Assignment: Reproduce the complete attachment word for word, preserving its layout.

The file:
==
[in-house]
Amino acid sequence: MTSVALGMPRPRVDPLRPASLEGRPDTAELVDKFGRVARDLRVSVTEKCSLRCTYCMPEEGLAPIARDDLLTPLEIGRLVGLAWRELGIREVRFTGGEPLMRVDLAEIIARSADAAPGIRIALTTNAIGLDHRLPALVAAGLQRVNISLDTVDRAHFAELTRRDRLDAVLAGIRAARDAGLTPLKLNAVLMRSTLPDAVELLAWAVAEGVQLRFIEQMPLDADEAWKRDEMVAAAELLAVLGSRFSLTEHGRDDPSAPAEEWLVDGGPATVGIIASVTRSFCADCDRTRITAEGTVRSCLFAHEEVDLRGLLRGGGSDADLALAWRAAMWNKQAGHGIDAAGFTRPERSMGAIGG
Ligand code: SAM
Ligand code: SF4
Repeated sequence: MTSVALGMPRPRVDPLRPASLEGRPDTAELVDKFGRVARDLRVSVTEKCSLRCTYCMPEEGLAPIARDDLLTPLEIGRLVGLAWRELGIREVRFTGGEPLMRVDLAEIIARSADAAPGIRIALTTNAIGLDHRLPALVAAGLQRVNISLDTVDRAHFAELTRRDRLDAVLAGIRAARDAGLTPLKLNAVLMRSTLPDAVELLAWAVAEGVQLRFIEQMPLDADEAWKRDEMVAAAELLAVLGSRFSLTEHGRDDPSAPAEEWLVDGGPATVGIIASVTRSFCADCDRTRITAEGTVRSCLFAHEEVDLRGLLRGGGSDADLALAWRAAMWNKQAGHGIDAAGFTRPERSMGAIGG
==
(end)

[in-house]
Amino acid sequence: MTSVALGMPRPRVDPLRPASLEGRPDTAELVDKFGRVARDLRVSVTEKCSLRCTYCMPEEGLAPIARDDLLTPLEIGRLVGLAWRELGIREVRFTGGEPLMRVDLAEIIARSADAAPGIRIALTTNAIGLDHRLPALVAAGLQRVNISLDTVDRAHFAELTRRDRLDAVLAGIRAARDAGLTPLKLNAVLMRSTLPDAVELLAWAVAEGVQLRFIEQMPLDADEAWKRDEMVAAAELLAVLGSRFSLTEHGRDDPSAPAEEWLVDGGPATVGIIASVTRSFCADCDRTRITAEGTVRSCLFAHEEVDLRGLLRGGGSDADLALAWRAAMWNKQAGHGIDAAGFTRPERSMGAIGG
Ligand code: SAM
Ligand code: SF4
Repeated sequence: MTSVALGMPRPRVDPLRPASLEGRPDTAELVDKFGRVARDLRVSVTEKCSLRCTYCMPEEGLAPIARDDLLTPLEIGRLVGLAWRELGIREVRFTGGEPLMRVDLAEIIARSADAAPGIRIALTTNAIGLDHRLPALVAAGLQRVNISLDTVDRAHFAELTRRDRLDAVLAGIRAARDAGLTPLKLNAVLMRSTLPDAVELLAWAVAEGVQLRFIEQMPLDADEAWKRDEMVAAAELLAVLGSRFSLTEHGRDDPSAPAEEWLVDGGPATVGIIASVTRSFCADCDRTRITAEGTVRSCLFAHEEVDLRGLLRGGGSDADLALAWRAAMWNKQAGHGIDAAGFTRPERSMGAIGG